Science Fair Project Encyclopedia
Lake Saint Clair (North America)
Lake St. Clair (French: Lac Sainte-Claire) is a lake between Ontario, Canada and Michigan in the United States, located about 10 km (6 mi) northeast of Detroit and Windsor, Ontario. Approximately 1114 km² (430 mi²) in area, the lake is part of the Great Lakes system, although it is not considered to be one of the Great Lakes. The lake, along with the St. Clair River and Detroit River, provides the connection between Lake Huron to the north and Lake Erie to the south.
The lake is 42 km (26 mi) from north to south and 37 km (24 mi) from east to west. It is a very shallow lake with an average depth of about 10 feet (3 metres), and a maximum natural depth of 21 feet (6.4 metres), although it is 27 feet (8.2 metres) deep in the navigation channel which has been dredged for freighter passage. The lake is fed from Lake Huron at its north by the St. Clair River, which has an the extensive delta, the largest within the Great Lakes system. The Thames River also enters the lake from the east in southwestern Ontario. The lake is drained on its southwest end into Lake Erie by the Detroit River.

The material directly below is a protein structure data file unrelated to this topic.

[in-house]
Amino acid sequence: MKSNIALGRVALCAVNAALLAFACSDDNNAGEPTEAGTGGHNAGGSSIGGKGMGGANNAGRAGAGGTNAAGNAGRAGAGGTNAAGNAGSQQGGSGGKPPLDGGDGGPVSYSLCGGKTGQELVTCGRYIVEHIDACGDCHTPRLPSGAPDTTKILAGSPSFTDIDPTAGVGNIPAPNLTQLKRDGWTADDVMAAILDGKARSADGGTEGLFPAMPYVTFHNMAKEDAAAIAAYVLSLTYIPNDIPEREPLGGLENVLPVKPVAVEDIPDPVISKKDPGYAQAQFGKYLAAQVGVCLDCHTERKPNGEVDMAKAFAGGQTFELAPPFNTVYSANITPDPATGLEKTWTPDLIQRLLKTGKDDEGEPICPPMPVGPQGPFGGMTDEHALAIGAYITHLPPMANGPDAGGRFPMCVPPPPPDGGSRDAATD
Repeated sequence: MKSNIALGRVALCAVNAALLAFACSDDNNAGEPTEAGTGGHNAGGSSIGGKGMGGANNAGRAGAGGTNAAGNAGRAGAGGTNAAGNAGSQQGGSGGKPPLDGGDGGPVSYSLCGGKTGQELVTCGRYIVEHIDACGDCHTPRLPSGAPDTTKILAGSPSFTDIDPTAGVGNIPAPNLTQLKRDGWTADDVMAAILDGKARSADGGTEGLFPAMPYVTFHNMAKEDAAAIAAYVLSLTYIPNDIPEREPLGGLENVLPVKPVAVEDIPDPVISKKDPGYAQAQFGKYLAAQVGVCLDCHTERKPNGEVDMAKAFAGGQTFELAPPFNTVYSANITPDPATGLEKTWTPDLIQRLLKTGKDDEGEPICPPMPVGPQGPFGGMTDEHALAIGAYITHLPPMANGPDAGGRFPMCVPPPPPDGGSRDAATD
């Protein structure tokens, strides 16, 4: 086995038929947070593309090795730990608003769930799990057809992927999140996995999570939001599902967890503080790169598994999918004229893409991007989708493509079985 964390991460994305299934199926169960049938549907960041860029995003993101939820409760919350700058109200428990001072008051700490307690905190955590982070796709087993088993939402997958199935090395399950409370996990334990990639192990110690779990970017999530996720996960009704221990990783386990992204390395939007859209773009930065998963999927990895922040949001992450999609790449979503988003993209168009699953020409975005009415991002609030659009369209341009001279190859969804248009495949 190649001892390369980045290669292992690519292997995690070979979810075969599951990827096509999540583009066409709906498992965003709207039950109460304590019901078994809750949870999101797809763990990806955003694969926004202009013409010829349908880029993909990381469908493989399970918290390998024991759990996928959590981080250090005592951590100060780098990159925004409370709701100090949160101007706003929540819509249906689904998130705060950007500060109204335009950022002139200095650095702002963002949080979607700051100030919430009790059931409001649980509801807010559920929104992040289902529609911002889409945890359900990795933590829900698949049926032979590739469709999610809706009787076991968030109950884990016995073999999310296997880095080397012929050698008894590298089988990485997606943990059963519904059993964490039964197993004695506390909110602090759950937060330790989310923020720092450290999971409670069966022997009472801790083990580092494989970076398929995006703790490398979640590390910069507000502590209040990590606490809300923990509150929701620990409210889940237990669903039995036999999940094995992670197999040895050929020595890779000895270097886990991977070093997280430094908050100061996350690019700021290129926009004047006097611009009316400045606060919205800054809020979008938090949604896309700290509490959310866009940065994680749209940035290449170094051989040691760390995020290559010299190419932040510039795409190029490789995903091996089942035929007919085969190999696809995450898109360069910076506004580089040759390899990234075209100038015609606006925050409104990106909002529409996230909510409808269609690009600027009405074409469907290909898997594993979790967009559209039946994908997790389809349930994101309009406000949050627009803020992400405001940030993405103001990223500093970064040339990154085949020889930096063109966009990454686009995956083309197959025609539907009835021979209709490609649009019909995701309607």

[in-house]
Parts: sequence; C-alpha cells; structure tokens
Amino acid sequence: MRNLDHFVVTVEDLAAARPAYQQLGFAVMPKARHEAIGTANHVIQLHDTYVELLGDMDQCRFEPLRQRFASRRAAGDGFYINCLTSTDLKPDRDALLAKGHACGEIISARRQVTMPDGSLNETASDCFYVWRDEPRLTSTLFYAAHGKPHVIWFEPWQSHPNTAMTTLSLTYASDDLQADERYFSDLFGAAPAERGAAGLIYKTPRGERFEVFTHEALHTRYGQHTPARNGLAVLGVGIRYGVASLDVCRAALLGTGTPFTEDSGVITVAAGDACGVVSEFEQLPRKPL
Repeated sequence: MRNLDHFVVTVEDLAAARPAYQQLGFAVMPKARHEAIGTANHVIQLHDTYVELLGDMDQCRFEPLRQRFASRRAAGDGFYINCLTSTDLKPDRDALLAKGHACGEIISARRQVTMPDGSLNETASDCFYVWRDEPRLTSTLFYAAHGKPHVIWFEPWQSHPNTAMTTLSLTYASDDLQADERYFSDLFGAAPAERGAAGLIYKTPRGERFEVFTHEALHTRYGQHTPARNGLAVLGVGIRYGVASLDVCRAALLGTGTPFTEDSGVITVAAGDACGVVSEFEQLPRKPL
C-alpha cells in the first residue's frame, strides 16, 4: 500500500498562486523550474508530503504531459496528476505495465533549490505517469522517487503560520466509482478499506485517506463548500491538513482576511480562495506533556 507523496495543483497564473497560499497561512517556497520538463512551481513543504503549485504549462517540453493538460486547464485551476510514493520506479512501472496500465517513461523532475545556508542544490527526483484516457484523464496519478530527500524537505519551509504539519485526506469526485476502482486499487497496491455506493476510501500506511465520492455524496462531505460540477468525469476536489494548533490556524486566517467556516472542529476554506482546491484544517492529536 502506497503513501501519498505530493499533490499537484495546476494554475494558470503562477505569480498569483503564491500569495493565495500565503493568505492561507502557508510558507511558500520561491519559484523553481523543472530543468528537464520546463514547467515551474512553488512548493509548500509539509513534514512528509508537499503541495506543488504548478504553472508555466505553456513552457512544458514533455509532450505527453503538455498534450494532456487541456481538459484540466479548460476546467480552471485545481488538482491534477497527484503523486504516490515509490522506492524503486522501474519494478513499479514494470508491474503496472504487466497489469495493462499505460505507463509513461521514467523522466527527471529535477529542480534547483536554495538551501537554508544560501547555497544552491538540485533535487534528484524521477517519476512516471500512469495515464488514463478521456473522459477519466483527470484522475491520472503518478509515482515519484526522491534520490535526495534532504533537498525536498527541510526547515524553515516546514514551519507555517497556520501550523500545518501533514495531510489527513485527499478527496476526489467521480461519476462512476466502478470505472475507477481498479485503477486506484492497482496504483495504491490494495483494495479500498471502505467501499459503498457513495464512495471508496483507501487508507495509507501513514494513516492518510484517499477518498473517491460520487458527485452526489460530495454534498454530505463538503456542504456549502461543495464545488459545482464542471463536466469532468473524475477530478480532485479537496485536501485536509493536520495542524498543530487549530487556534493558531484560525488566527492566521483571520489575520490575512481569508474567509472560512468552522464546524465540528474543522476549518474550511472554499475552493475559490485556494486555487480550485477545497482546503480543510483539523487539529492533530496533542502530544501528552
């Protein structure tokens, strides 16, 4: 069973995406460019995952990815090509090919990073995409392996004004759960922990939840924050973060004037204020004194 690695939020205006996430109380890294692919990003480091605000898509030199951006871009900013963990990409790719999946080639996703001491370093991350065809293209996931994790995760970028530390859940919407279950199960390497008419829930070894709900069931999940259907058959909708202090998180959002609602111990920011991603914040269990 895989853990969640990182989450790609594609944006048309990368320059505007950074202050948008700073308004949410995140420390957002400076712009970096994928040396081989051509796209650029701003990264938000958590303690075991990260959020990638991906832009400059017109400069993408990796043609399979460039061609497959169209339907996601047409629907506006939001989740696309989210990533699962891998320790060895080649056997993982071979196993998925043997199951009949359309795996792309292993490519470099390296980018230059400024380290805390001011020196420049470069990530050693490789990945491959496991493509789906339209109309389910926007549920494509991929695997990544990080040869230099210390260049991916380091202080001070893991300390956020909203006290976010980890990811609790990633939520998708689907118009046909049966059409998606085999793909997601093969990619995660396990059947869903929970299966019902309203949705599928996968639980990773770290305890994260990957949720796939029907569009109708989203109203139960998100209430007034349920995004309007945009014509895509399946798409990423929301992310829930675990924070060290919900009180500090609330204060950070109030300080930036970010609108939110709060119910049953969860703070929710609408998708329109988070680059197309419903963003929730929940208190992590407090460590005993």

The lake served as part of the extensive navigational system of the Great Lakes for First Nations/Native Americans. On August 12, 1679 an expedition led by René Robert Cavelier, Sieur de La Salle named it Lac Sainte-Claire as they discovered it on the feast day of Saint Clare of Assisi.
On the Michigan side, the southern portion of the lake shore is lined by the wealthy eastern suburbs of Detroit, known as the Grosse Pointe communities. Public access to the lake is highly restricted in this area, limited to private marinas and parks that are open only to residents of the specific community. Further north, in Harrison Township, lies Metro Beach, a popular public beach. Several yacht clubs are located along this shore, including the Grosse Pointe Yacht Club in Grosse Pointe Shores and Crescent Sail Yacht Club in Grosse Pointe Farms, Michigan
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